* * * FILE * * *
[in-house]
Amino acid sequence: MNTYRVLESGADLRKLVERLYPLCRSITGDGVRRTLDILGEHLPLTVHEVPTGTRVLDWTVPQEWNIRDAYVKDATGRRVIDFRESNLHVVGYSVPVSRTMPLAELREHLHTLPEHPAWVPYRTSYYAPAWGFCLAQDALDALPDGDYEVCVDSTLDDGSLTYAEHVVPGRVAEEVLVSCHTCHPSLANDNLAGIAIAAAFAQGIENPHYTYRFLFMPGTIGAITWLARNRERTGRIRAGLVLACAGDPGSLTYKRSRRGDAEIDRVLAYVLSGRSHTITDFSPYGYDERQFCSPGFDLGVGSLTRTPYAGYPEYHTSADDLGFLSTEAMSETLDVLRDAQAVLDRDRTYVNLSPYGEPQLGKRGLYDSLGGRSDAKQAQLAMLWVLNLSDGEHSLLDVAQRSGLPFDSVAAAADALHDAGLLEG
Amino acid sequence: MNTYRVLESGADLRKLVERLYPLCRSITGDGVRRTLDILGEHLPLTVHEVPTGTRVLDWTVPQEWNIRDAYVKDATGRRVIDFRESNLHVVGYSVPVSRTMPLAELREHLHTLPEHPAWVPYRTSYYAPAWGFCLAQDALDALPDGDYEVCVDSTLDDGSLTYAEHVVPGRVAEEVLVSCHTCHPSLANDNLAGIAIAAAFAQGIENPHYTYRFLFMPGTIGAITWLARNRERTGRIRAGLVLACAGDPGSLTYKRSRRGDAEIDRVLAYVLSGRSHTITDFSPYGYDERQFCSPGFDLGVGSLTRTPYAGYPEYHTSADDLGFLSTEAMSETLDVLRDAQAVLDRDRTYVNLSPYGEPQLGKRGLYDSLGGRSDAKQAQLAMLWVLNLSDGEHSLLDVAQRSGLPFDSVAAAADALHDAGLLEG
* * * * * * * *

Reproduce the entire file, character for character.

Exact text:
[in-house]
Amino acid sequence: MNTYRVLESGADLRKLVERLYPLCRSITGDGVRRTLDILGEHLPLTVHEVPTGTRVLDWTVPQEWNIRDAYVKDATGRRVIDFRESNLHVVGYSVPVSRTMPLAELREHLHTLPEHPAWVPYRTSYYAPAWGFCLAQDALDALPDGDYEVCVDSTLDDGSLTYAEHVVPGRVAEEVLVSCHTCHPSLANDNLAGIAIAAAFAQGIENPHYTYRFLFMPGTIGAITWLARNRERTGRIRAGLVLACAGDPGSLTYKRSRRGDAEIDRVLAYVLSGRSHTITDFSPYGYDERQFCSPGFDLGVGSLTRTPYAGYPEYHTSADDLGFLSTEAMSETLDVLRDAQAVLDRDRTYVNLSPYGEPQLGKRGLYDSLGGRSDAKQAQLAMLWVLNLSDGEHSLLDVAQRSGLPFDSVAAAADALHDAGLLEG
Amino acid sequence: MNTYRVLESGADLRKLVERLYPLCRSITGDGVRRTLDILGEHLPLTVHEVPTGTRVLDWTVPQEWNIRDAYVKDATGRRVIDFRESNLHVVGYSVPVSRTMPLAELREHLHTLPEHPAWVPYRTSYYAPAWGFCLAQDALDALPDGDYEVCVDSTLDDGSLTYAEHVVPGRVAEEVLVSCHTCHPSLANDNLAGIAIAAAFAQGIENPHYTYRFLFMPGTIGAITWLARNRERTGRIRAGLVLACAGDPGSLTYKRSRRGDAEIDRVLAYVLSGRSHTITDFSPYGYDERQFCSPGFDLGVGSLTRTPYAGYPEYHTSADDLGFLSTEAMSETLDVLRDAQAVLDRDRTYVNLSPYGEPQLGKRGLYDSLGGRSDAKQAQLAMLWVLNLSDGEHSLLDVAQRSGLPFDSVAAAADALHDAGLLEG